I’ve gotten into far too many discussions with folks and had the same line used repeatedly in defense of the liberty of business people to “refuse to serve whoever they want for whatever reason they want.” This line sounds great to advocates of an unrestrained free market, libertarians and the like. But, it would require the unmaking of laws put in place to protect minorities and women against discrimination and return us to the possibility of an era where society could be segregated along racial and gender lines, at least in the context of some businesses. Do I think such segregation would come? Only in a very limited way in communities where bigotry and hatred still have powerful holds. But, the adoption of such an attitude, consistently, would open the door to discrimination without restraint in the business world: should business owners be permitted to discriminate in hiring, or in any other area of operations when they are granted the right to discriminate in their refusal of service to certain kinds customers?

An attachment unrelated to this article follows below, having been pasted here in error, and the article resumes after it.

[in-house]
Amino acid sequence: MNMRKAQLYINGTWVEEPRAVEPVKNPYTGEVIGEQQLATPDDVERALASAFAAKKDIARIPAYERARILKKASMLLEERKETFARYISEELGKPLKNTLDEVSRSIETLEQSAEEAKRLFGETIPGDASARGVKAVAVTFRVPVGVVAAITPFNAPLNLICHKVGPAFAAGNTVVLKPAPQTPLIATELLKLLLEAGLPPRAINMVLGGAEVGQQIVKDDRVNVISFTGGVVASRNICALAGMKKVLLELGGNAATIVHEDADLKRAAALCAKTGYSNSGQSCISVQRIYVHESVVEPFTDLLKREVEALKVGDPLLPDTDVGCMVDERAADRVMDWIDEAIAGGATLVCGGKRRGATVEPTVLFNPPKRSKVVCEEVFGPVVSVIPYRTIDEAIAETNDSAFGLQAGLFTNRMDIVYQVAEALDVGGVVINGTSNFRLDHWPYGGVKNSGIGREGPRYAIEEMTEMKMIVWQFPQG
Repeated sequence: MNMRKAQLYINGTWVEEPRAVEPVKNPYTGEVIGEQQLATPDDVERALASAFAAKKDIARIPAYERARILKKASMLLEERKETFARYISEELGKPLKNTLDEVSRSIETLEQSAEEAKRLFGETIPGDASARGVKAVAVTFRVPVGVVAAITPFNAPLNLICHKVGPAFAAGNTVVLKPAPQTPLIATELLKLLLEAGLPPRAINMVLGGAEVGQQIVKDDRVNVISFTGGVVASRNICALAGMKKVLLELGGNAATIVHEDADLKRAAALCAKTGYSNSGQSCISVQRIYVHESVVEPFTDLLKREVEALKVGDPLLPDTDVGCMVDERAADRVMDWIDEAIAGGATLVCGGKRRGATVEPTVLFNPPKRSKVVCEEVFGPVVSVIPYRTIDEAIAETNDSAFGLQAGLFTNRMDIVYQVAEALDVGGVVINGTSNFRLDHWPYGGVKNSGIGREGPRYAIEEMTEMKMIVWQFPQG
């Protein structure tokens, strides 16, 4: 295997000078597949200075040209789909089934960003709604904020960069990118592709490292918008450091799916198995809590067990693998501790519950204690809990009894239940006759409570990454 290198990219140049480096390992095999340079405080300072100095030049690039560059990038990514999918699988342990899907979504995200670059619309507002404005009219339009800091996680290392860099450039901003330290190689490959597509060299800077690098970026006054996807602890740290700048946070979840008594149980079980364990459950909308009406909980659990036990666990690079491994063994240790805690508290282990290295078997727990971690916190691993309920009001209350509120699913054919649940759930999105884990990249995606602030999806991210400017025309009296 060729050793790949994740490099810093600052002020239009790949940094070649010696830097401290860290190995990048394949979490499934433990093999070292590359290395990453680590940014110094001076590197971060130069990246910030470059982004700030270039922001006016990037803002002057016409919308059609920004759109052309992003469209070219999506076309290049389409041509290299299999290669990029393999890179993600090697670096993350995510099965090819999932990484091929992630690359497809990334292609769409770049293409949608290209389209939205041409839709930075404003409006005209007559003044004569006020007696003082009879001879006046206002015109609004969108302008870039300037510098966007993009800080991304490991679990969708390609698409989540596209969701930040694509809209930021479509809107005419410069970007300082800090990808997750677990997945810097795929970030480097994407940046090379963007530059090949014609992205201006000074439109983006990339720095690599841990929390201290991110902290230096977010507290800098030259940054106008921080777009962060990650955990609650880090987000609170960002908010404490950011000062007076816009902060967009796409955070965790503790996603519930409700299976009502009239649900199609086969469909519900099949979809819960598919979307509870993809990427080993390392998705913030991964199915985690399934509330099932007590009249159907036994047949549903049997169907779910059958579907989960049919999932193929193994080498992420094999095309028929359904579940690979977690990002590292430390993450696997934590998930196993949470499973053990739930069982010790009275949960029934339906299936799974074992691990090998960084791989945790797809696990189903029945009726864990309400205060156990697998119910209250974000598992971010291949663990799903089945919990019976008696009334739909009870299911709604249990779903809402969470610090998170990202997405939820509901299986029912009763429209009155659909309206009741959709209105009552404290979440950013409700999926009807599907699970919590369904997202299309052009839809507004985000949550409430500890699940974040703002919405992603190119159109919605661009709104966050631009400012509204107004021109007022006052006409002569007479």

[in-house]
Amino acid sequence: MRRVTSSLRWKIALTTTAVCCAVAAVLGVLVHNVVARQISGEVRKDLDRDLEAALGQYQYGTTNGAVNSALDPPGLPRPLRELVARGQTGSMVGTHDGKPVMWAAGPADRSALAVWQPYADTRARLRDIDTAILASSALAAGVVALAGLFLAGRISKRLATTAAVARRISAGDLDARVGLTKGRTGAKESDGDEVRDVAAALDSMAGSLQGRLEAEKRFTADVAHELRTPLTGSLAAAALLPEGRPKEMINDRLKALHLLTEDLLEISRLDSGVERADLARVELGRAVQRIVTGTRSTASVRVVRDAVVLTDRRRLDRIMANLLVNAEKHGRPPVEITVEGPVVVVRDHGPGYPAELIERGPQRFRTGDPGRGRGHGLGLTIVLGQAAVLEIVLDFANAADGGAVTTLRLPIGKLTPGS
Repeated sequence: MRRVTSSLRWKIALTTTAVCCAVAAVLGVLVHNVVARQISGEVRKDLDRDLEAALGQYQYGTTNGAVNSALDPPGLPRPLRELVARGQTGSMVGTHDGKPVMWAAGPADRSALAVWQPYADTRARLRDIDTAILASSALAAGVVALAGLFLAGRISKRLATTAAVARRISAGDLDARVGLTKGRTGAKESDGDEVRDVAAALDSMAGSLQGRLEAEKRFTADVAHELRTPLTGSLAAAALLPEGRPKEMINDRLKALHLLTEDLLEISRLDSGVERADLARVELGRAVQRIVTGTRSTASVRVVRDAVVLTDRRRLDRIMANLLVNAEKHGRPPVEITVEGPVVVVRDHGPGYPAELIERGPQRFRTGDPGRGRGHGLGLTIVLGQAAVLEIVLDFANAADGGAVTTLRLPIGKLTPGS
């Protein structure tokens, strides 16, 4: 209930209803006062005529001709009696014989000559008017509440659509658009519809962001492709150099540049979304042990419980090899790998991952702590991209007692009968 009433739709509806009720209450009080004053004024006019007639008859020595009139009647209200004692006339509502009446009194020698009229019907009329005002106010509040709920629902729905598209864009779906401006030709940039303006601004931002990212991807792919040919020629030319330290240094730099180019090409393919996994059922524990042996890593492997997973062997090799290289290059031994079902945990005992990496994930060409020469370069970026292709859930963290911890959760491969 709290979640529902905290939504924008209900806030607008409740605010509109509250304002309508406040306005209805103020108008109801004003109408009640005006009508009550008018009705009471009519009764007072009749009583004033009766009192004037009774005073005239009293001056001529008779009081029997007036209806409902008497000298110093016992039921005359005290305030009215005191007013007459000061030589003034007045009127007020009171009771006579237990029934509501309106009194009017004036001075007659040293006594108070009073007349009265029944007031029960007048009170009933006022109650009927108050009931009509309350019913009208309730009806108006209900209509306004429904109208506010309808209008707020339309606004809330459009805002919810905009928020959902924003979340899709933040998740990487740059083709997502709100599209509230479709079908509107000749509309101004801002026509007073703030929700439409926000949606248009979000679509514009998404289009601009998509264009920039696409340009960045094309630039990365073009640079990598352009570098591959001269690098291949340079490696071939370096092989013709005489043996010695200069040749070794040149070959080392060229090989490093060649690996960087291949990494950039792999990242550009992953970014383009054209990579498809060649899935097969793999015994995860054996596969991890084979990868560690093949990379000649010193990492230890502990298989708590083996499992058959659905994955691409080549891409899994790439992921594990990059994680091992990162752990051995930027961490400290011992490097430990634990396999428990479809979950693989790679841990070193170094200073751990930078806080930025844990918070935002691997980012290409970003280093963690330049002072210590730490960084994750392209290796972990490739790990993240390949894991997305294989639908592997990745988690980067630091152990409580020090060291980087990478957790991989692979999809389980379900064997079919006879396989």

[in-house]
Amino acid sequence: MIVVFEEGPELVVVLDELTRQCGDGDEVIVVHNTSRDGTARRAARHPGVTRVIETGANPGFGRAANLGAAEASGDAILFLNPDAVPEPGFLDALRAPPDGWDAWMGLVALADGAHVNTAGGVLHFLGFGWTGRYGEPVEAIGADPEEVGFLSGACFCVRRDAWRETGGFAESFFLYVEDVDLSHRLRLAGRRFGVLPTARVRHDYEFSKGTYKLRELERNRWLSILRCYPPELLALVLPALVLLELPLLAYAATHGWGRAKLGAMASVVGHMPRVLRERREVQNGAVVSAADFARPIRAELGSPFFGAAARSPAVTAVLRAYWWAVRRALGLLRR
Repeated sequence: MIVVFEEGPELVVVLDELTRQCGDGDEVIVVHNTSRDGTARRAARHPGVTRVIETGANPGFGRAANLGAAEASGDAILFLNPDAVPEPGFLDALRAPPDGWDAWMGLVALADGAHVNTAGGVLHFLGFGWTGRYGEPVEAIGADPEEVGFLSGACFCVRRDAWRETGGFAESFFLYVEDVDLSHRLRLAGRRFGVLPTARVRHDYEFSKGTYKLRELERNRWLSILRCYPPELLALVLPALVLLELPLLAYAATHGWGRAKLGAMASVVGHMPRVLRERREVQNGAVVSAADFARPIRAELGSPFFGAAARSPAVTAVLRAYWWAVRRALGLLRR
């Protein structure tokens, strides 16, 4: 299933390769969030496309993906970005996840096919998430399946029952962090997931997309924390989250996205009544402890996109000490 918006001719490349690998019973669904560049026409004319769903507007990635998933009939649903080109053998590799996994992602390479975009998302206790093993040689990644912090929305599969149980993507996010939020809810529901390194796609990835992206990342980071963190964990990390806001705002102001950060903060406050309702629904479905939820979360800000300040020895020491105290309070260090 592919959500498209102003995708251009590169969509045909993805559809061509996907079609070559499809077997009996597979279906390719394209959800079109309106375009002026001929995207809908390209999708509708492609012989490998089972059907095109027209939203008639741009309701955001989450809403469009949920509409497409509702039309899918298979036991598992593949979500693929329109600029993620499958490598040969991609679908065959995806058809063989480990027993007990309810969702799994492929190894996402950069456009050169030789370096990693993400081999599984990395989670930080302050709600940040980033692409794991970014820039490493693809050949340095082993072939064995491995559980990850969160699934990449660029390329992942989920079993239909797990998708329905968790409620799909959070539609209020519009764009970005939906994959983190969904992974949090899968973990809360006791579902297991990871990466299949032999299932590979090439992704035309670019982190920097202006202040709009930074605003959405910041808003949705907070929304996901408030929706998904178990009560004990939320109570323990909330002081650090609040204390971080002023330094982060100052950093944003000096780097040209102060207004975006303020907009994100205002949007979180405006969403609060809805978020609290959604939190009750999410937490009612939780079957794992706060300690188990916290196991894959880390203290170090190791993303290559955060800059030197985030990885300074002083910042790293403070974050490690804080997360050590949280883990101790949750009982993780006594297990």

Personally, this quasi-libertarian argument opens way too many doors to way too many problems to be considered reasonable. I believe that businesses that operate publicly ought to serve the public, without unreasonable restrictions that can not be justified from a business or purely religious basis. I include the idea of “a purely religious basis” intentionally, and I want to argue that the florists, bakers and photographers can not use it as their justification. The reason I want to make that argument is because of what sounds like the start to a bad joke: A lesbian seeking a haircut from a Muslim.